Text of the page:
Sunday, July 24, 2016


On my very first day of teaching, I had a grade 5 class with 17 students.  This class would eventually almost double, but on that day, I was extremely nervous, I didn't know what to expect.  Nothing can prepare you for your first day of teaching.  The classroom was fairly big, with a long set of windows across the back of the room.  I put all the desks in u-shape, so the students could see each other, talk and discuss.

On that day I went in with high hopes, uncertainty and a pit of nerves in my stomach.  They went away quickly though, because as we were discussing classroom rules, a squirrel ran across the window sill.  Every, and I do mean EVERY, student stopped what they were doing, whipped their heads around and watched the squirrel scurry across the window, then we all looked at eachother and laughed.  I learned an important lesson that day, not even two periods into the school year on my very first day of teaching: distractions come easy in the classroom.

This is true for daily teacher duties as well. I often find I move from one thing to another quickly, I have to take notes to remember important events, ideas, and whats going on with the students.  Next week is the unofficial middle of summer, its all gone so fast.  After taking the previous 9 months off for maternity leave, I'm returning to a new school, a new grade, and a new atmosphere.  It's exciting and nerve-wrecking at the same time.  

Distractions aren't all bad.  They can be big or small, they can feel like nothing or everything, a small pebble or a weight on your shoulders.  Sometimes though, distractions can bring on new ideas, new revelations, a new outlook.  I'm starting to feel all the distractions creeping up on me considering my own planning and my professional learning.  These are good distractions though, my interests are growing.  Time is passing and I'm worried I can't fit it all in.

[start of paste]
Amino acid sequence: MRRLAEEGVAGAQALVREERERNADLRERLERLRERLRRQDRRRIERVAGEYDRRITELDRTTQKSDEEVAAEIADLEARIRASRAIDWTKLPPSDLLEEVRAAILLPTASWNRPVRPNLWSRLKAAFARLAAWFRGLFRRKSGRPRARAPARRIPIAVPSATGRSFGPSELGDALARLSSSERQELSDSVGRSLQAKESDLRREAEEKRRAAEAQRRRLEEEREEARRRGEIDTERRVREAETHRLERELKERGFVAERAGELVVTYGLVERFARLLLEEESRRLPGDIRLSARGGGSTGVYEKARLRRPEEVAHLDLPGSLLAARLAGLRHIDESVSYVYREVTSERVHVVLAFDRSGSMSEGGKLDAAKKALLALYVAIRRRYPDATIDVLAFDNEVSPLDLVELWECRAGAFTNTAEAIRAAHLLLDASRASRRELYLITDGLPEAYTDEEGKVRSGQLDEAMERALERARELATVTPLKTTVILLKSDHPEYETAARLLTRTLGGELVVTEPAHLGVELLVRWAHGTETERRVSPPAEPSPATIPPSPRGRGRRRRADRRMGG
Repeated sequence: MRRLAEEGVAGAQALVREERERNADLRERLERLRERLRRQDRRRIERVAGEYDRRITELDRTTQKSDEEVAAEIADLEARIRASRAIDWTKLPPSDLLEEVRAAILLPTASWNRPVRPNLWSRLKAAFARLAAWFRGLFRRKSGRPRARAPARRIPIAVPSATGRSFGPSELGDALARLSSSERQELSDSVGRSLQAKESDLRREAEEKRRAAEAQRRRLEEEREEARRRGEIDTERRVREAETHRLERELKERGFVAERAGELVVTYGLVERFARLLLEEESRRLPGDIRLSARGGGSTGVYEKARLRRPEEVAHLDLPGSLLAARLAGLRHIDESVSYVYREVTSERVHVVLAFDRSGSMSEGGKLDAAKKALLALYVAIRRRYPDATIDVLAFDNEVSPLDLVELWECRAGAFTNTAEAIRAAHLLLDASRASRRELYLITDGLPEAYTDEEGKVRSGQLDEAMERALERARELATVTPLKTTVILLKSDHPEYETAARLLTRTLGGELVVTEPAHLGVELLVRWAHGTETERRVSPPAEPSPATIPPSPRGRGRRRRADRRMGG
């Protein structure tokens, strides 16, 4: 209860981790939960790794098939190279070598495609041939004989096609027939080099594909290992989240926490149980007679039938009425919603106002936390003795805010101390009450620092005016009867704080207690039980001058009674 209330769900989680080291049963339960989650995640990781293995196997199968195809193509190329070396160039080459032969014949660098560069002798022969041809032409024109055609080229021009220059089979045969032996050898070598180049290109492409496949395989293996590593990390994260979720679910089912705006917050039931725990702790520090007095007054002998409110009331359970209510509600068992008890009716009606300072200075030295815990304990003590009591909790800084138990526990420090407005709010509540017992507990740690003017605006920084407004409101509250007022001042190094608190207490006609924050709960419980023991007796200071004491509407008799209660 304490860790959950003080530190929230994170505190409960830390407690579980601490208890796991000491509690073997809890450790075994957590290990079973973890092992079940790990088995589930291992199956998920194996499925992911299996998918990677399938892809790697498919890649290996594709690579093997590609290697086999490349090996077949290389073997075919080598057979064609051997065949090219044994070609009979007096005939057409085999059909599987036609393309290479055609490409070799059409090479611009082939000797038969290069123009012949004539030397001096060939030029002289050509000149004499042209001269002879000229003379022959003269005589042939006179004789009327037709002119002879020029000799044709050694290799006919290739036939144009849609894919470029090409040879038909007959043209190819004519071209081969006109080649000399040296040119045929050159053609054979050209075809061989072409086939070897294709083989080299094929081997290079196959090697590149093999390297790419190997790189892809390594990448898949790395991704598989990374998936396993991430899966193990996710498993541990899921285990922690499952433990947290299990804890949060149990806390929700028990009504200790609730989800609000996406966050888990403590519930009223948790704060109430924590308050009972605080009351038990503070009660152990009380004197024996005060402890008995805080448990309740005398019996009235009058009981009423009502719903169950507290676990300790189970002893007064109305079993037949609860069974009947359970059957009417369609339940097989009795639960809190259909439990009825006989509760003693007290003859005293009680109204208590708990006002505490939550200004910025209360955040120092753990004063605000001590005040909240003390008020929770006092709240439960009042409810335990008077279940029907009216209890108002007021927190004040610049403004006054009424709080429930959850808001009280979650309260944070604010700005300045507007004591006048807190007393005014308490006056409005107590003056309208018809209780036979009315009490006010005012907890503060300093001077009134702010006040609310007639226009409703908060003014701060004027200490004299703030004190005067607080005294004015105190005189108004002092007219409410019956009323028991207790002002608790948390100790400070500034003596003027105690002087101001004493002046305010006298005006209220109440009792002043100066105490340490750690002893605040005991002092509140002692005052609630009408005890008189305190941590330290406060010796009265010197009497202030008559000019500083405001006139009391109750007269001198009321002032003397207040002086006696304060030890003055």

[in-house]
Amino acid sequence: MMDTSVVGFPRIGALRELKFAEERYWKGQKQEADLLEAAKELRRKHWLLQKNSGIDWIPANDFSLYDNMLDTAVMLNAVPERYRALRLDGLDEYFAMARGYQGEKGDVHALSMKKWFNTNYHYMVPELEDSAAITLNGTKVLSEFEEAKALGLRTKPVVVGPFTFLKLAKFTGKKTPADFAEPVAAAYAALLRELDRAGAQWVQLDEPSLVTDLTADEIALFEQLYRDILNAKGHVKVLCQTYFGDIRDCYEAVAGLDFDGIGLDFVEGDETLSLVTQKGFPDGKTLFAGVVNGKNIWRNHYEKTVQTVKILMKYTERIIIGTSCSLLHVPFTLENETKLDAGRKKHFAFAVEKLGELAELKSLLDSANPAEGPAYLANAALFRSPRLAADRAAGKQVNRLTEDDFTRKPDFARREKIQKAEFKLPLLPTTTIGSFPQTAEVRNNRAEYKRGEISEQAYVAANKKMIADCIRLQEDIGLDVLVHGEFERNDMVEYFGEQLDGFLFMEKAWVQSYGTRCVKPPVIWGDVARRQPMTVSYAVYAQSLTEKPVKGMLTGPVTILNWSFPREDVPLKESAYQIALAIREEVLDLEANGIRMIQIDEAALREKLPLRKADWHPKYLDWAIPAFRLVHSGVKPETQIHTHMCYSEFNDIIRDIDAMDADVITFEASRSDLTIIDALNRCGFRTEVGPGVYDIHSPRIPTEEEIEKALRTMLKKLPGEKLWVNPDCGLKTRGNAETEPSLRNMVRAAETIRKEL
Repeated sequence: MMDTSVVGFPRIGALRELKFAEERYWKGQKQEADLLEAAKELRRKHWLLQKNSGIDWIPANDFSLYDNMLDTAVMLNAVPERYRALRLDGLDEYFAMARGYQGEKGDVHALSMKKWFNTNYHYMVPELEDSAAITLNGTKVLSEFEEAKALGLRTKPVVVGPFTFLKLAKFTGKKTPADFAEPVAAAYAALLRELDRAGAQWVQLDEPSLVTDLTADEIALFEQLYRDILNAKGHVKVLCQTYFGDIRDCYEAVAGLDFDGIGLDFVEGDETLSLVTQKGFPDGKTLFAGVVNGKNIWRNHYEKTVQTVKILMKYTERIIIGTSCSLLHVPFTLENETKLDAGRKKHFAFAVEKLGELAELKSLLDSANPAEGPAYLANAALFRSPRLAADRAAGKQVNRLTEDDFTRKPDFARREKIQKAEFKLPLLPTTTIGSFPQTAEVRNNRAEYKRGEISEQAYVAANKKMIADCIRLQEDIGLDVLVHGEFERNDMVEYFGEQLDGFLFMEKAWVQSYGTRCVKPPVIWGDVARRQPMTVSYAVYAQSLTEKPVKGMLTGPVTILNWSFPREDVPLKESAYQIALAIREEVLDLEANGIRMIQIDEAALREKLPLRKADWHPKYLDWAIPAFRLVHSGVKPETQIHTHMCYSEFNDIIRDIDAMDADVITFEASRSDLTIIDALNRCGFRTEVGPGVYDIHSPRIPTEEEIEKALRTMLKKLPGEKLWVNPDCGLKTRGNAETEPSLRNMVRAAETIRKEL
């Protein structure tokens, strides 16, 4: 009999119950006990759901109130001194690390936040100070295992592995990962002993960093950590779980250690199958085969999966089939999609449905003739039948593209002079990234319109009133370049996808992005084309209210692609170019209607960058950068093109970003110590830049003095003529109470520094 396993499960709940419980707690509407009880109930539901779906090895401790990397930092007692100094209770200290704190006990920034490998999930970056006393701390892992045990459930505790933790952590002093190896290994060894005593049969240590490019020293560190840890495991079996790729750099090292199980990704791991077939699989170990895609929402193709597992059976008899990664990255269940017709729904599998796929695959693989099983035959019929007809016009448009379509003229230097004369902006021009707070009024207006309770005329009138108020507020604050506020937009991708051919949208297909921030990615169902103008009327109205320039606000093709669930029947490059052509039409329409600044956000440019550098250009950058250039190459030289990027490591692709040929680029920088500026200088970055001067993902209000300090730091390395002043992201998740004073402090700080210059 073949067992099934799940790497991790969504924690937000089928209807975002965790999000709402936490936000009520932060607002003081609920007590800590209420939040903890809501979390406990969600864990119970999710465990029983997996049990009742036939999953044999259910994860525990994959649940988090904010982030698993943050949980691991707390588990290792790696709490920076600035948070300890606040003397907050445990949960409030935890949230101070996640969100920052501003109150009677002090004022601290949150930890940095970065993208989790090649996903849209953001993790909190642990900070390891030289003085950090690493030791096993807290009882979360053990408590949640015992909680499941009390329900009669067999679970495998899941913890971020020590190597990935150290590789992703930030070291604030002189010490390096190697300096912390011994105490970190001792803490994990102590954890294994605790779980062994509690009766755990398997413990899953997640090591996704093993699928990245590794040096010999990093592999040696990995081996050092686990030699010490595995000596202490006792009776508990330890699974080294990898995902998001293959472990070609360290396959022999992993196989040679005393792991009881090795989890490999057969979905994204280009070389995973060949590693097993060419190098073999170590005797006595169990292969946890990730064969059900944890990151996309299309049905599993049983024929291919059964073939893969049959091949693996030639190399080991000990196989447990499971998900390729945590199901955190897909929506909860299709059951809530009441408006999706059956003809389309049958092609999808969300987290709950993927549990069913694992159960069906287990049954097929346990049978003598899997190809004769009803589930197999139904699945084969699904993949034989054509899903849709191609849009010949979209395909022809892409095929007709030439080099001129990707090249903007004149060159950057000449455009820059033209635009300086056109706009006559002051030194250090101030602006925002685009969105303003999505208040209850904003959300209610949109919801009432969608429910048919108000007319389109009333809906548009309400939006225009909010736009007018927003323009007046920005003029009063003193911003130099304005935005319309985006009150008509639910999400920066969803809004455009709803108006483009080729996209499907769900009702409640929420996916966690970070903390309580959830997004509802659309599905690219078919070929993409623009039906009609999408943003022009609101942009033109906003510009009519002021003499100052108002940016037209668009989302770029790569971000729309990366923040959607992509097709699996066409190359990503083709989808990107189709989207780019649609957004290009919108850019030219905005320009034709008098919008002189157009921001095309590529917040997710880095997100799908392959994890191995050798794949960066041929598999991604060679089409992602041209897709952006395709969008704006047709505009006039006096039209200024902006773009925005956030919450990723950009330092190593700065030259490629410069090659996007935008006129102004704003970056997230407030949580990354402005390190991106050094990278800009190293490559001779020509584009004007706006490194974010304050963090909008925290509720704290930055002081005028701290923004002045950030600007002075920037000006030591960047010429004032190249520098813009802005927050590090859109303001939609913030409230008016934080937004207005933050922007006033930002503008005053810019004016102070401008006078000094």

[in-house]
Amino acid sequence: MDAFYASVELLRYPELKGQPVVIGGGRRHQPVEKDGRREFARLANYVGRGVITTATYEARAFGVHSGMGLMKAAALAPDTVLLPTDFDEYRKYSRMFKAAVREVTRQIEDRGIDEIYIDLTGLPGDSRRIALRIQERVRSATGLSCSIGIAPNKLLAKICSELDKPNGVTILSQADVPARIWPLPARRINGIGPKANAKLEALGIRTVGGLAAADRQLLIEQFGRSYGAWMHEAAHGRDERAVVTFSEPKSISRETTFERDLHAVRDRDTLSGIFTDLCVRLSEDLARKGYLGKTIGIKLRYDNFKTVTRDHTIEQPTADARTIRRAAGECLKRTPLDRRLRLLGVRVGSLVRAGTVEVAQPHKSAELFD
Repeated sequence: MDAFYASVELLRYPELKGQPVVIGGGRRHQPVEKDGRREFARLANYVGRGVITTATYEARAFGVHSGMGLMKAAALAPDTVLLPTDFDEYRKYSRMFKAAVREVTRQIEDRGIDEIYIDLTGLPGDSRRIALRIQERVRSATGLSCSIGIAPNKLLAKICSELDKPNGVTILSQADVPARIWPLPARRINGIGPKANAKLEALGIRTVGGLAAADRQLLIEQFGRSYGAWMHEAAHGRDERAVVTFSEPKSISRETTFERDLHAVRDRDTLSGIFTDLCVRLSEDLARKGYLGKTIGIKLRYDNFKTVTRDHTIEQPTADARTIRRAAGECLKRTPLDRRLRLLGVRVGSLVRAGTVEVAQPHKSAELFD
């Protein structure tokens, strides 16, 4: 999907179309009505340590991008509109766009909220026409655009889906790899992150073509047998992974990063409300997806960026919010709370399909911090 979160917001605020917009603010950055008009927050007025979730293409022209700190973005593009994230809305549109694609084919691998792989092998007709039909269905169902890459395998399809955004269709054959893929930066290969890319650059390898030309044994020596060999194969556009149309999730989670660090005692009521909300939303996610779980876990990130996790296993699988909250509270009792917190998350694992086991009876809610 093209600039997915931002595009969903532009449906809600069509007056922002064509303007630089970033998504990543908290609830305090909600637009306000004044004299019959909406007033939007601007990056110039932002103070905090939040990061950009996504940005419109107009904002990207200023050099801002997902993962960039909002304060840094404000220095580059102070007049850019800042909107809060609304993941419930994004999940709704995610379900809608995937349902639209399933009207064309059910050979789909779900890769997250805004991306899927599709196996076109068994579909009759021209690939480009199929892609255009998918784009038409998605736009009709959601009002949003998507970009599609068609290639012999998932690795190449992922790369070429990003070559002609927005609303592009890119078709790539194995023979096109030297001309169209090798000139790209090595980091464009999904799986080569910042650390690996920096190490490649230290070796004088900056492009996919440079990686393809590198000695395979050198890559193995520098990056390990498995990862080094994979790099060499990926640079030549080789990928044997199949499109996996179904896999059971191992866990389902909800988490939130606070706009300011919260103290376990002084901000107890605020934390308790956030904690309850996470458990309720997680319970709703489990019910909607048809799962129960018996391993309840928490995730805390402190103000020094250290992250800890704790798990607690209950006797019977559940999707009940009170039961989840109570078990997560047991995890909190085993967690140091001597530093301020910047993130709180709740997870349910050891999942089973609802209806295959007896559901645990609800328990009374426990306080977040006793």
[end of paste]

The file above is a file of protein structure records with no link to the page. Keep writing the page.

In particular, I'm questioning how to create an inquiry based atmosphere while covering the grade 2 curriculum and how am I going to handle all the little distractions that come out (especially when you aren't following specific unit and lesson plans).  Other interests I have include: coding, makerspace, self regulation, character trait development, french language phonemic development. I could keep going. 

There are many distractions coming up on a personal level and I will relish in these to take time with my family as summer bids us adieu (Im not wishing it away, just realizing how fast time is going). I will remember that sometimes we need to watch the distractions, stop and laugh (or reflect) as we did on my first day.

How do you handle your distractions, the little and the big ones?

Monday, July 11, 2016

What is education really?!?!

I am fortunate.  I had a fantastic 2015 year.  I got married; I had a baby; I got my full contract teaching.    Although I am currently on maternity leave, my mind has been wandering.  My oldest daughter was in school, my husband works a lot of afternoons and midnight shifts, so I was often alone with the baby.  Who I must say is wonderful.  No colic, no late night screaming matches, not even a diaper rash.  He's amazing.  But with that came the opportunity to let my thoughts overtake my mind.  Sometimes I feel like I have so many thoughts, my brain is constantly on the go.  I move from one thing to another, quickly.  I don't often sit and rest.  Focusing can be hard. I like to do many things at once, which I realize can be problematic.